February 23, 2019

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Wesley Yang and the Search for Asian-American Visibility

Wesley Yang and the Search for Asian-American Visibility
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He prefers to focus on the dilemmas, successes and struggles of particular Asian-Americans, including Cho; Eddie Huang, the rebel celebrity chef; and Amy Chua, the notorious tiger mom. While he admires Huang more than Chua, he considers both to be resolute individualists who refuse to back down when faced with the disapproval of Asian-Americans or Americans as a whole. They know who they are, even if who they are happens to be contradictory and provocative. This self-assertion — or brashness — makes them characteristically American.


Cho represents the flip side of their success, and Yang’s essay on the shooter, which was first published in n + 1 in 2008 and established Yang as a writer to reckon with, remains his best work, probably because here he comes face to face with himself most vividly. Cho was an Asian-American man whose depression and rage appeared to be tied to his misogyny and his experience of being rejected by women. Contemplating Cho, Yang says: “The Asian man knows something of the resentment of the embattled white man … and something of the resentments of the rising social-justice warrior. … Tasting of the frustrations of both, he is denied the entitlements of either.”

Cho was an extreme manifestation of this resentful, racialized masculinity, and Yang confesses an ambivalent kinship with him as an “unlovable” man himself. Looking at Cho’s face, Yang feels “a very personal revulsion. … Those lugubrious eyes, that elongated face behind wire-frame glasses: He looks like me.” This is the emotional crux of the book, one Yang barely pursues beyond this essay. If Yang had pressed further in examining himself or other Asian-Americans, he might have been able to develop a new approach to the Asian-American condition, one that addressed the hatreds and self-hatreds born from racism and internalized racism.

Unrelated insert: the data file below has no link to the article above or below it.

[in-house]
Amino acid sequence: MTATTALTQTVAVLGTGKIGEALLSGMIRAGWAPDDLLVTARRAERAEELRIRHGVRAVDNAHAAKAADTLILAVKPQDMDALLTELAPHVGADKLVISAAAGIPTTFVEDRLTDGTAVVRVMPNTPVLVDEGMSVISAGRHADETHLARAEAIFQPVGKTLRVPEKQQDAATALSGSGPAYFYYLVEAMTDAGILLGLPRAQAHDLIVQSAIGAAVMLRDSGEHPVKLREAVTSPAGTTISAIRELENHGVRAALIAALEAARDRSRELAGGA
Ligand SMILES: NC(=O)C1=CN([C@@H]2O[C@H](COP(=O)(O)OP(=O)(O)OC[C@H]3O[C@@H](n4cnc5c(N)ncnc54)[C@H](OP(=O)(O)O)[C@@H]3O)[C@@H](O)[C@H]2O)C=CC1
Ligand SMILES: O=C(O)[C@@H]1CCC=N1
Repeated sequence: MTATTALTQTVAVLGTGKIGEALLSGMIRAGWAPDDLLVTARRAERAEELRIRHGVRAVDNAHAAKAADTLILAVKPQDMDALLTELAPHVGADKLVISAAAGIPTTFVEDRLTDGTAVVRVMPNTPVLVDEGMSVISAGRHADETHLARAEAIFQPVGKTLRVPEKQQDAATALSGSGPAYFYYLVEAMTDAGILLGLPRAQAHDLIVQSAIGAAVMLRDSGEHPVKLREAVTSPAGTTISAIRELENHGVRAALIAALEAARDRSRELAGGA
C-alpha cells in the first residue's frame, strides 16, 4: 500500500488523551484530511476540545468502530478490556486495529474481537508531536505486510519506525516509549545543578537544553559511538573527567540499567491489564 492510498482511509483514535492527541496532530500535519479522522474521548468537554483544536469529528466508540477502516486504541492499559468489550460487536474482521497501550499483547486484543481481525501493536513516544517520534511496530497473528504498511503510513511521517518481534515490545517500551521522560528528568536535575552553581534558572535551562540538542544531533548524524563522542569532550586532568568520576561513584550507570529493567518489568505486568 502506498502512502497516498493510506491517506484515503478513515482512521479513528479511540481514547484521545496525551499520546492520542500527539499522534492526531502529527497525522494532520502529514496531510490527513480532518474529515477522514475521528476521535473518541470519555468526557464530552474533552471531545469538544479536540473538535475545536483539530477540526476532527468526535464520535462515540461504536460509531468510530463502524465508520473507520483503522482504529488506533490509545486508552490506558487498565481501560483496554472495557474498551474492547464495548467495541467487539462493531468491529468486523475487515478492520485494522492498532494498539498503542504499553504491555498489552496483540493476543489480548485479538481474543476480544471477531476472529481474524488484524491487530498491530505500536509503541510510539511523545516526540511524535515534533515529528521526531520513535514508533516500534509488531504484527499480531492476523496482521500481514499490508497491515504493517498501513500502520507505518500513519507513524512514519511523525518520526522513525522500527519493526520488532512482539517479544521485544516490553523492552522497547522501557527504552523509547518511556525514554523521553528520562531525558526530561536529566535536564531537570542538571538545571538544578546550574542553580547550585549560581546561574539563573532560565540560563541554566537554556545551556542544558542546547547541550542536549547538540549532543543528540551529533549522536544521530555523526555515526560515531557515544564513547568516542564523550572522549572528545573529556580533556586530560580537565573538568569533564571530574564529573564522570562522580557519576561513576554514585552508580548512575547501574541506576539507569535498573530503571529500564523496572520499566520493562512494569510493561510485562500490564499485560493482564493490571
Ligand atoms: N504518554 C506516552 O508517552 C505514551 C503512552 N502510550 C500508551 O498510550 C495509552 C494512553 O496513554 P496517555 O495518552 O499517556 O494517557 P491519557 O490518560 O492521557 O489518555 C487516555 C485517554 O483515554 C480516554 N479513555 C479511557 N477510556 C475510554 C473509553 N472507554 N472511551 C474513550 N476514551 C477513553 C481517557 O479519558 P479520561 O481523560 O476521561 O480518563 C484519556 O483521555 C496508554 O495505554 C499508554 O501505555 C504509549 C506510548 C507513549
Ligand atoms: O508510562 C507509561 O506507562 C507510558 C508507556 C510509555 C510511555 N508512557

The older approach to this problem emerged after 1968, when radical college students coined the term “Asian-American.” Being “Asian-American” meant being anti-imperialist, antiwar, antiracist and anticapitalist. If racism harmed you as an individual, the solution was both to change yourself, by developing a political consciousness, and to undertake collective action, by attacking racism and everything related to it. That legacy of merging individual and collective transformation still exists today in nonprofit organizations, grass-roots activism, some campus student groups and even among some elected politicians, including Jane Kim, who serves on San Francisco’s Board of Supervisors, and the California congresswoman Judy Chu.

This Asian-American legacy in politics and art is invisible to Yang, who does not even mention Frank Chin, the writer who most forcefully dealt with the agonies of Asian-American manhood. Chin, who connected racial emasculation to the treatment of Asian-Americans as objects of “racist love” (as opposed to the “racist hate” directed against African-Americans), argued that Asian-American writing had to be a form of fighting. Yang flails rather than fights, which suggests that there is something inadequate about the Asian-American legacy for him. He may not be alone. His neglect of historical forebears and his almost exclusive focus on the personal is indicative of a generational shift in Asian-American thinking; revolution is not very fashionable today.

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